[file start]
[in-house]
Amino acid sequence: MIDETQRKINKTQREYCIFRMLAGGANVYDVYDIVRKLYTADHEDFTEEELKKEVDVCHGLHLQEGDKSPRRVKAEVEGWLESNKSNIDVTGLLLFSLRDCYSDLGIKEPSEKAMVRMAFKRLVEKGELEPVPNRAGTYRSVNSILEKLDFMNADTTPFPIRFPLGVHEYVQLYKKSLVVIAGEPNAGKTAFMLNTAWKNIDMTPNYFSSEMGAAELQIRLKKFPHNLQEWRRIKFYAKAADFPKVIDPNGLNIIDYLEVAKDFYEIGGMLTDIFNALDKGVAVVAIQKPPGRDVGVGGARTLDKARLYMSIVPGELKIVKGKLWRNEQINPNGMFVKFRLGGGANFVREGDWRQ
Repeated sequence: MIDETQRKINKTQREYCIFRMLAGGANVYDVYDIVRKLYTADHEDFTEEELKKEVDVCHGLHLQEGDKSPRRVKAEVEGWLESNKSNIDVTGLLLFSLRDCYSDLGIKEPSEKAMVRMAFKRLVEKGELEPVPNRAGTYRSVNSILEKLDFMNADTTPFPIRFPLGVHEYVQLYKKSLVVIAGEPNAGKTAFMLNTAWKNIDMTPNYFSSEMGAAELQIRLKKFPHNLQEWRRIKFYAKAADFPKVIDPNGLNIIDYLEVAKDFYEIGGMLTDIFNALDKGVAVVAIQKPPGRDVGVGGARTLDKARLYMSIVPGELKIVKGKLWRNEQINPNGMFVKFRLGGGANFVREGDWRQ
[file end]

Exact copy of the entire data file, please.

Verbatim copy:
[in-house]
Amino acid sequence: MIDETQRKINKTQREYCIFRMLAGGANVYDVYDIVRKLYTADHEDFTEEELKKEVDVCHGLHLQEGDKSPRRVKAEVEGWLESNKSNIDVTGLLLFSLRDCYSDLGIKEPSEKAMVRMAFKRLVEKGELEPVPNRAGTYRSVNSILEKLDFMNADTTPFPIRFPLGVHEYVQLYKKSLVVIAGEPNAGKTAFMLNTAWKNIDMTPNYFSSEMGAAELQIRLKKFPHNLQEWRRIKFYAKAADFPKVIDPNGLNIIDYLEVAKDFYEIGGMLTDIFNALDKGVAVVAIQKPPGRDVGVGGARTLDKARLYMSIVPGELKIVKGKLWRNEQINPNGMFVKFRLGGGANFVREGDWRQ
Repeated sequence: MIDETQRKINKTQREYCIFRMLAGGANVYDVYDIVRKLYTADHEDFTEEELKKEVDVCHGLHLQEGDKSPRRVKAEVEGWLESNKSNIDVTGLLLFSLRDCYSDLGIKEPSEKAMVRMAFKRLVEKGELEPVPNRAGTYRSVNSILEKLDFMNADTTPFPIRFPLGVHEYVQLYKKSLVVIAGEPNAGKTAFMLNTAWKNIDMTPNYFSSEMGAAELQIRLKKFPHNLQEWRRIKFYAKAADFPKVIDPNGLNIIDYLEVAKDFYEIGGMLTDIFNALDKGVAVVAIQKPPGRDVGVGGARTLDKARLYMSIVPGELKIVKGKLWRNEQINPNGMFVKFRLGGGANFVREGDWRQ